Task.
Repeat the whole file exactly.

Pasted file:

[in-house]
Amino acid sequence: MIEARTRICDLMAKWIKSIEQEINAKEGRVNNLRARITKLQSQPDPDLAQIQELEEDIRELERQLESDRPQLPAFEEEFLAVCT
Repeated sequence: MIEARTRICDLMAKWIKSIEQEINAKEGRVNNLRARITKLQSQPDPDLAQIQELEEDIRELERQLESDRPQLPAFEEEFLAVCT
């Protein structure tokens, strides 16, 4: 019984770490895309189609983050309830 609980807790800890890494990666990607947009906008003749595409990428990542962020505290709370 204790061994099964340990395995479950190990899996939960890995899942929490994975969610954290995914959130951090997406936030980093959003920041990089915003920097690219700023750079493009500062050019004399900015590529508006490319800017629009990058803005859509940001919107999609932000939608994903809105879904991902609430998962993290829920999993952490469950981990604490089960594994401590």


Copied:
[in-house]
Amino acid sequence: MIEARTRICDLMAKWIKSIEQEINAKEGRVNNLRARITKLQSQPDPDLAQIQELEEDIRELERQLESDRPQLPAFEEEFLAVCT
Repeated sequence: MIEARTRICDLMAKWIKSIEQEINAKEGRVNNLRARITKLQSQPDPDLAQIQELEEDIRELERQLESDRPQLPAFEEEFLAVCT
């Protein structure tokens, strides 16, 4: 019984770490895309189609983050309830 609980807790800890890494990666990607947009906008003749595409990428990542962020505290709370 204790061994099964340990395995479950190990899996939960890995899942929490994975969610954290995914959130951090997406936030980093959003920041990089915003920097690219700023750079493009500062050019004399900015590529508006490319800017629009990058803005859509940001919107999609932000939608994903809105879904991902609430998962993290829920999993952490469950981990604490089960594994401590």